3) Always differentiate between Organic and SEM keyword traffic to effectively analyze your traffic. Organic Referring URL for ‘air tickets’ would be For tracking traffic from SEM keywords, you need to manually tag the destination URL with a query string parameter like This will help you differentiate the traffic from Search Engines.
4) Optimize all the keywords you bought and focus most on the expensive keywords. Create new links containing these keywords and make sure that you populate the Meta tags properly. Your Meta tags should always be in relevance to the content of your page.
5) Also use the Overture Tool for the lookout on related keywords to optimize your pages and add content.
6) Use tools like Google Analytics to look at the content performance report and Overall Keyword conversion report to analyze which pages and keywords are getting the most traffic from Organic Google search.
7) Also add Goals in Google Analytics to ensure that the conversion is according to your objectives. Once you know which pages are causing the majority of bounces, then it is up to you to optimize your pages and reduce exit links, introduce A/B testing etc.
8) Finally if you start seeing more Organic traffic on your website than SEM keyword traffic, make sure you lower your bid on the keywords and gradually finish your campaign once your website is properly indexed by Search Engines.

These were some of the steps that might help you lower your expenses on SEM. There is so much more information on the Internet that will help you diminish your cost on your online campaigns. I’ll keep you posted on new techniques and practices to help you lower your cost on online advertising.

Tuesday, June 19, 2007

How is my Web Analytics data captured?

The concept important to learn after grasping the basic Web Analytics fundamentals is how do the Analytics software capture data. The basic thing required to track data on a Webpage is the Web Analytics code or tag. For e.g. if you want to find whether a page has the Google Analytics code, go to View -> Source and Ctrl+F for analytics.js. This is a JavaScript code that can be pasted on a Webpage to track Analytics data. Similarly there is a different technology of a .gif Image call to the Server to track Web analytics data. Similarly, to find an image call code you can go to and and search for c.gif and p.gif respectively. Below is my understanding of the various steps that take place before the data shows up in the Analytics tools. I have summed them up in a seven step hierarchy and call it the Web Analytics Data Lifecycle.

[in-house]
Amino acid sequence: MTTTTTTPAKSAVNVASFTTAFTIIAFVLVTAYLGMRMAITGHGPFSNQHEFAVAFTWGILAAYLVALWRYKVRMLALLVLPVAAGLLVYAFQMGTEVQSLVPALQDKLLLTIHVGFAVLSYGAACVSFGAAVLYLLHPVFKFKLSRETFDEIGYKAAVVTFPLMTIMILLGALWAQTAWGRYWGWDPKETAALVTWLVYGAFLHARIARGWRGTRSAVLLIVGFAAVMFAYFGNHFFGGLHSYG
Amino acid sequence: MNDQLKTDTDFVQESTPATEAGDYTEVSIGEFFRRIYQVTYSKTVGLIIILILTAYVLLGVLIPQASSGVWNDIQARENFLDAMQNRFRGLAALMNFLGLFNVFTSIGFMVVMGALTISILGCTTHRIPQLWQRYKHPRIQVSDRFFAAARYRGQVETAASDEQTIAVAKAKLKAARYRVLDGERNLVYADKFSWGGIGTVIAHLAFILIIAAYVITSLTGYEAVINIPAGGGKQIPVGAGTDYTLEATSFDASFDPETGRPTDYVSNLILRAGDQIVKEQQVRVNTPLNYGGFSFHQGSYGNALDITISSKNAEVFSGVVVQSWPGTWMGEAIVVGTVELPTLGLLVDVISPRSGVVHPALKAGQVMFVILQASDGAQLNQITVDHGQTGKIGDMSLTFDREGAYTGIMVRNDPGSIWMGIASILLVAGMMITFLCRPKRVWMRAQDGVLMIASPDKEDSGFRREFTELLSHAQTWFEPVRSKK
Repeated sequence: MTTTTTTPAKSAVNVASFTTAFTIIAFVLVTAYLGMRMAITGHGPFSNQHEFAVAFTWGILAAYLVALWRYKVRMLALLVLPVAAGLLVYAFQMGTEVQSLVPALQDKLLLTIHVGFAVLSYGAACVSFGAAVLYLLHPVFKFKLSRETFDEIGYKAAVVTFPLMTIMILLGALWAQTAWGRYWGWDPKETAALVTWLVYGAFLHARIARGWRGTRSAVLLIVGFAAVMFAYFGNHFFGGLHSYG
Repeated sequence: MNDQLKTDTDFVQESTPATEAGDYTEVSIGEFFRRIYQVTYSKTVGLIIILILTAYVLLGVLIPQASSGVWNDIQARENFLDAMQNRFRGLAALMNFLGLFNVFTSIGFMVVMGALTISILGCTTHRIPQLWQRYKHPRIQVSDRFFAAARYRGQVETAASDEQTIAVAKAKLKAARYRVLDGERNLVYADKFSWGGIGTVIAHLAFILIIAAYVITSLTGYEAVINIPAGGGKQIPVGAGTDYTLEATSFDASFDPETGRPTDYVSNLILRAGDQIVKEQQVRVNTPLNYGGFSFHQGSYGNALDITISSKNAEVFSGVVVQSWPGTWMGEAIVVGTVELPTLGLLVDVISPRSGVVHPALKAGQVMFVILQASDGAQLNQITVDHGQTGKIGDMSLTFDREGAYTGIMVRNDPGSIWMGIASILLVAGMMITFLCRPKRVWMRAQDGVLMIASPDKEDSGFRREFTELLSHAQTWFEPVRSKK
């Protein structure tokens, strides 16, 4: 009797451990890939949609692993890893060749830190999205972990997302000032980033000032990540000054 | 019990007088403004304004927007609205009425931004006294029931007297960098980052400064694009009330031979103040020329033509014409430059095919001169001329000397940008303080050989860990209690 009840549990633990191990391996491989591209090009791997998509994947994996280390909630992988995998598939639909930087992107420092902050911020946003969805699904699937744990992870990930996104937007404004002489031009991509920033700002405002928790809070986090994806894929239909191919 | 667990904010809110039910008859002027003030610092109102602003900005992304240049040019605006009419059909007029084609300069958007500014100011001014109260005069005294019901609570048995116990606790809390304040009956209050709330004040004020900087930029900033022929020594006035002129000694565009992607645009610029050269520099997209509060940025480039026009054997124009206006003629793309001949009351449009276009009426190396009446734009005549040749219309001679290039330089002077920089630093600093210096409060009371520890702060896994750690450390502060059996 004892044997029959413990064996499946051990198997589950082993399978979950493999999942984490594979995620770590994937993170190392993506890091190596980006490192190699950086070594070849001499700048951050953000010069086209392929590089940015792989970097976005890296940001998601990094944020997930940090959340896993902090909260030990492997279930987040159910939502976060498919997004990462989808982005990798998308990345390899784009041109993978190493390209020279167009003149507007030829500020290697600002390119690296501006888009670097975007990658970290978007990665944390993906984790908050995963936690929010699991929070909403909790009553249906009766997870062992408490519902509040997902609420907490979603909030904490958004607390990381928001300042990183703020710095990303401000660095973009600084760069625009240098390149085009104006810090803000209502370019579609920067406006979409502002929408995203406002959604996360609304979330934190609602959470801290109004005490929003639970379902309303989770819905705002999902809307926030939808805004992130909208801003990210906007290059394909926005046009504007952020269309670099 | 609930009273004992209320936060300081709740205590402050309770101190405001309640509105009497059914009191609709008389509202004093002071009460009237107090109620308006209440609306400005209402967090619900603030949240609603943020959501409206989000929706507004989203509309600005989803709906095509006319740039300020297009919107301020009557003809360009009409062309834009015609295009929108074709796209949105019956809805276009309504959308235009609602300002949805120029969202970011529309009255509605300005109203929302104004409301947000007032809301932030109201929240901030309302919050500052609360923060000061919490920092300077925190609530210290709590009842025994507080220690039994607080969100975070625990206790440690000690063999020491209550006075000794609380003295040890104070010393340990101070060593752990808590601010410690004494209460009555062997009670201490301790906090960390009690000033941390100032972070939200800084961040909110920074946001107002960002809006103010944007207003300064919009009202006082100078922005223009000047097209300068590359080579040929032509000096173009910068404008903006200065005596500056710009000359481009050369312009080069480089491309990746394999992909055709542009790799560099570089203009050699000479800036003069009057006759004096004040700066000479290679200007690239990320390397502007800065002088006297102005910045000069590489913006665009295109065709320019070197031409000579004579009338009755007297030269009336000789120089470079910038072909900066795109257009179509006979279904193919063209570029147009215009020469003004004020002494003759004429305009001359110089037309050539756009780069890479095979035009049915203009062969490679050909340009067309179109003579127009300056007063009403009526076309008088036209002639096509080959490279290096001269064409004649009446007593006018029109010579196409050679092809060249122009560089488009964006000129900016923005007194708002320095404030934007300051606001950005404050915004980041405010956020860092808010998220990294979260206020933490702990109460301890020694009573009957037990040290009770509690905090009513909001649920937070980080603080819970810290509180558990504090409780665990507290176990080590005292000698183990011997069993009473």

Webpage -> JavaScript Tag/Image Call -> Web Server -> Log Files -> Processing -> Databases -> Web Analytics Tool

1) Webpage - Web pages are the most pivotal part of this hierarchy. These can be HTML, ASP, ASP.NET etc or any other page hosted on a Web Server.

2) JavaScript/Image call – Omniture, Google Analytics, Web Trends etc use the JavaScript tag. This code needs to be placed on the client’s Webpage so that it can track the required parameters that can be used to make important business decisions. This JavaScript is then rendered when a person lands on a page and it sends parameters like Page Name, I.P, and resolution etc to the appropriate datacenters. The other widely used technology is the Image call technology which is a simple (img src) tag that calls the .gif image on the appropriate Server. Again, once the page is rendered, it calls the image and a hit is registered. Usually it is recommended that you place these tags on the top of your page so that they get called even if the page is not fully loaded.

3) Web Server – This is the datacenter/Web Server that is responsible for storing the parameters captured by the page tag. These Servers are usually very powerful and can store TBs of data and are also responsible for dropping cookies in the client’s machine. These cookies are the crux of Web Analytics and are crucial for calculating user behavior.

4) Log Files – The parameters captured by the Analytics Tag are stored in the Server Logs which are systemically designed to store data in the form of text files which can be in TXT or CSV format. Again these log files are huge and it is recommended to store them as compressed Archives.

5) Processing – The log files are then processed by the operations or database team via an ETL (Extract, Transform, Load) process. This is a very complex step and a team having strong technical expertise can do the job. This team is also responsible for filtering out the so called bot traffic.

6) DataWarehouse – A DataWarehouse stores the filtered data that will be displayed in the Web Analytics Tool. These databases are mostly used by Digital Analysts who want to create custom reports usually not possible with the help of Web Analytics tools. They can write their own custom queries and create a report not present in the analytics tool.